Since no one else (maybe except your neglected spouse) will tell you…I will. You are getting it wrong. You are sacrificing a lot of your energy, time and effort on the wrong things.
As a marriage counselor, I hear the devastating stories of the couples that got caught up, got too busy, and made that detrimental transition from romantic partners to co-parents and co-owners of the family business called raising kids and maintaining a home. The consequences of the busy life stares me right in the face every time I walk into work. I get to hear the tears of regret and sadness for how a couple let their busy schedules overtake their lives. I get to see the pain involved when two people look at each other like strangers after years of focusing on everyone and everything else, other than one another. Therefore, I feel obligated and compelled to tell you…you are getting it wrong. You are sacrificing the most important things (relationships, connection, security, love, quality time) for the least important (things, image, superficial chit-chat, praise).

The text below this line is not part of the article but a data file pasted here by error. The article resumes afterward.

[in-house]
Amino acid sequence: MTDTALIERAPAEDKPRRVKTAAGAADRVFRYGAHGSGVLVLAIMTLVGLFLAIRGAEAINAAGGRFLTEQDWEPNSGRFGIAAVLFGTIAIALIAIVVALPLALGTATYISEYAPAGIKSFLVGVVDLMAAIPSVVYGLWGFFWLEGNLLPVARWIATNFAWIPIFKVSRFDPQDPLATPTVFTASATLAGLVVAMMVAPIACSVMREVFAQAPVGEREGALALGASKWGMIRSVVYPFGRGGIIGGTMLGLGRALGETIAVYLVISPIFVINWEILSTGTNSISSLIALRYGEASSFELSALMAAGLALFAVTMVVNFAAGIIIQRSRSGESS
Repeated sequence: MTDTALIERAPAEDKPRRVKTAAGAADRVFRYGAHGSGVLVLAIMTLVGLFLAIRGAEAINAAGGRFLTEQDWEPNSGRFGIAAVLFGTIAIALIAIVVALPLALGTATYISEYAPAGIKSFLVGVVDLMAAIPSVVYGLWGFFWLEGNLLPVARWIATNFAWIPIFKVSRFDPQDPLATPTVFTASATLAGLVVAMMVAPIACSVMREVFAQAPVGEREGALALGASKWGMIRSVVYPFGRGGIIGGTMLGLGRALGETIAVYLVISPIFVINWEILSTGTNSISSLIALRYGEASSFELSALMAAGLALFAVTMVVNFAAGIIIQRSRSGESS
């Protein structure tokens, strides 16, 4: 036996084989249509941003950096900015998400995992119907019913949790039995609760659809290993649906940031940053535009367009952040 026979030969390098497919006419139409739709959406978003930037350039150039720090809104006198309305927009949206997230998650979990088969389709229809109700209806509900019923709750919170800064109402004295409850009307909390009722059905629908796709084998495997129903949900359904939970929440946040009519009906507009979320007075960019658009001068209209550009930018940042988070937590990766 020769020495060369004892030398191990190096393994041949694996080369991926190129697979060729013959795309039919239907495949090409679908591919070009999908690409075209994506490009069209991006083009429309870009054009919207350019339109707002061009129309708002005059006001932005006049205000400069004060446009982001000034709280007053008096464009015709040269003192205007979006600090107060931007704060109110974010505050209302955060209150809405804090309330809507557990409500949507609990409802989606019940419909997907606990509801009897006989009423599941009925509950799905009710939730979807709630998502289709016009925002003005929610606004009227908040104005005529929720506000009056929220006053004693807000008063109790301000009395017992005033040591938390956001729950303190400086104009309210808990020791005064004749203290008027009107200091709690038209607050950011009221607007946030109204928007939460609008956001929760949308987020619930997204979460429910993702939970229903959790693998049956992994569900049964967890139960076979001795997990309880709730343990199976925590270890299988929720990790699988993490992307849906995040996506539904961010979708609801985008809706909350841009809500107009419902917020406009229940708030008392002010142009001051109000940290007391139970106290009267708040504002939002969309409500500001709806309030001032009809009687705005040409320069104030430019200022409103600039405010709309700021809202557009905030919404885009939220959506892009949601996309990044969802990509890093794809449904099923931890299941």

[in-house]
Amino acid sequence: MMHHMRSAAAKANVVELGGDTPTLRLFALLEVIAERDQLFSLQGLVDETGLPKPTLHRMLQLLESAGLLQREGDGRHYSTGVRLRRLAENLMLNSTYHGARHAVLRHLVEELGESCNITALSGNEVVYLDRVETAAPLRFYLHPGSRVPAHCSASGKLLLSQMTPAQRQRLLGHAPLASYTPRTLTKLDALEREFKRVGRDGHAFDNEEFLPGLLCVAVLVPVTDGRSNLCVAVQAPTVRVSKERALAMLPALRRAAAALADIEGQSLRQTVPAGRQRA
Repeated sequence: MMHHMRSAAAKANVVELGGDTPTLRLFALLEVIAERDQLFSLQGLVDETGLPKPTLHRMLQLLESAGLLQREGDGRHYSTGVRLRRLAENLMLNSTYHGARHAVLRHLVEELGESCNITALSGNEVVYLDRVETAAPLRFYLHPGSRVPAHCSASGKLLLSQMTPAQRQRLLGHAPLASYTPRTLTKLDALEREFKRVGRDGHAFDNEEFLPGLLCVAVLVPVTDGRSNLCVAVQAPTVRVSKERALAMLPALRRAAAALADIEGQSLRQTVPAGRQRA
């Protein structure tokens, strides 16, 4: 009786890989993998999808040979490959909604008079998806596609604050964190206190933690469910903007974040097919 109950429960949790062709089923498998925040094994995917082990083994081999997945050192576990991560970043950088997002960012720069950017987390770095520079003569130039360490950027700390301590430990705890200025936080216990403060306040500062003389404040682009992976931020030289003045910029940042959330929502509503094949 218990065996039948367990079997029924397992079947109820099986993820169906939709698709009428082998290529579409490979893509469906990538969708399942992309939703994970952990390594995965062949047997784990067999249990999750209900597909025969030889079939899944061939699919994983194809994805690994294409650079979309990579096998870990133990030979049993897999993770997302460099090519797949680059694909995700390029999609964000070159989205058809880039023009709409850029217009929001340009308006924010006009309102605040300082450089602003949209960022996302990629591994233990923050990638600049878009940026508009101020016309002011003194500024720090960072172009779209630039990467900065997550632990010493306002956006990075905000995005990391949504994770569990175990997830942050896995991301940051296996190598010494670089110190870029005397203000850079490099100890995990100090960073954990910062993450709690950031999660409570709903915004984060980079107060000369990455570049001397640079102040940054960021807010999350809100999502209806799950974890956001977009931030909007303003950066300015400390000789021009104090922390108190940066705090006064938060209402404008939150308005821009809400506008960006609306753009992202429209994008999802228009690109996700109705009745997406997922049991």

I realize no one is going to post on your Facebook tomorrow, “Great job not going to that super fun Christmas party last night to stay home and snuggle with your spouse and kids.” You are NOT going to receive 300 likes for that well-needed, connected conversation you had with your husband last night after the kids went to bed that had nothing to do with planning. No one is going to affirm you for putting your spouse first. Seriously, no one.
But I will. Every time you make your spouse a priority, everyone wins—you, your marriage and your family. Every time you put things aside to connect with your spouse, you are getting the reward tenfold with your mental, emotional and physical health. And that of your kids, too. So, great job turning off the TV last night and sitting face to face with your spouse to just “catch up.” I’m so proud of you for putting the kids to bed a bit early so that you can have some time with your spouse before you both get too tired. Here are 200 Facebook likes from me for scheduling a sitter for dinner out and ice-skating with your spouse. Here is a thumbs up emoji for taking a bundled-up stroll with your spouse on a lazy Sunday afternoon. Great job!!